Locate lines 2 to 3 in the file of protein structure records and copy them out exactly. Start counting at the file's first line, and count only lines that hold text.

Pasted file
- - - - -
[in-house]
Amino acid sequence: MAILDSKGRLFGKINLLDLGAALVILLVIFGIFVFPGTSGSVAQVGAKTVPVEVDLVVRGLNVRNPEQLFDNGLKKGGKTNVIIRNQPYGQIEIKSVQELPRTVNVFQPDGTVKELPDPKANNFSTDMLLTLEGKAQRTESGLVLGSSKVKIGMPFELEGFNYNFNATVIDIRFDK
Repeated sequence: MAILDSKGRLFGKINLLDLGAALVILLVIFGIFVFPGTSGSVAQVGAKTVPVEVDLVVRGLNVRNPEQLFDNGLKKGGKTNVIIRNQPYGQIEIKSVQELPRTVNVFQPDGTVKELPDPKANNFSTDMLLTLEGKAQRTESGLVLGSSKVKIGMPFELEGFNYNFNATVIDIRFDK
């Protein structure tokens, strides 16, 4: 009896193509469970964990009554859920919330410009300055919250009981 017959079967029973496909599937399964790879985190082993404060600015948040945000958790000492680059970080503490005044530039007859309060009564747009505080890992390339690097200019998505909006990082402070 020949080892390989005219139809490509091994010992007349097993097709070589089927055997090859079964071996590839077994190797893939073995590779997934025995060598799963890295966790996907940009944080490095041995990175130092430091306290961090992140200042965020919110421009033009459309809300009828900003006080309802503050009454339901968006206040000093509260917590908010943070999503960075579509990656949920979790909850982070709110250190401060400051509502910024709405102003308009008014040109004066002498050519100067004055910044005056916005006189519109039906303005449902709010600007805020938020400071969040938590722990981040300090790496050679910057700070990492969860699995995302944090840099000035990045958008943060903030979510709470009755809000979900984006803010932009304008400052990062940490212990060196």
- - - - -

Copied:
Amino acid sequence: MAILDSKGRLFGKINLLDLGAALVILLVIFGIFVFPGTSGSVAQVGAKTVPVEVDLVVRGLNVRNPEQLFDNGLKKGGKTNVIIRNQPYGQIEIKSVQELPRTVNVFQPDGTVKELPDPKANNFSTDMLLTLEGKAQRTESGLVLGSSKVKIGMPFELEGFNYNFNATVIDIRFDK
Repeated sequence: MAILDSKGRLFGKINLLDLGAALVILLVIFGIFVFPGTSGSVAQVGAKTVPVEVDLVVRGLNVRNPEQLFDNGLKKGGKTNVIIRNQPYGQIEIKSVQELPRTVNVFQPDGTVKELPDPKANNFSTDMLLTLEGKAQRTESGLVLGSSKVKIGMPFELEGFNYNFNATVIDIRFDK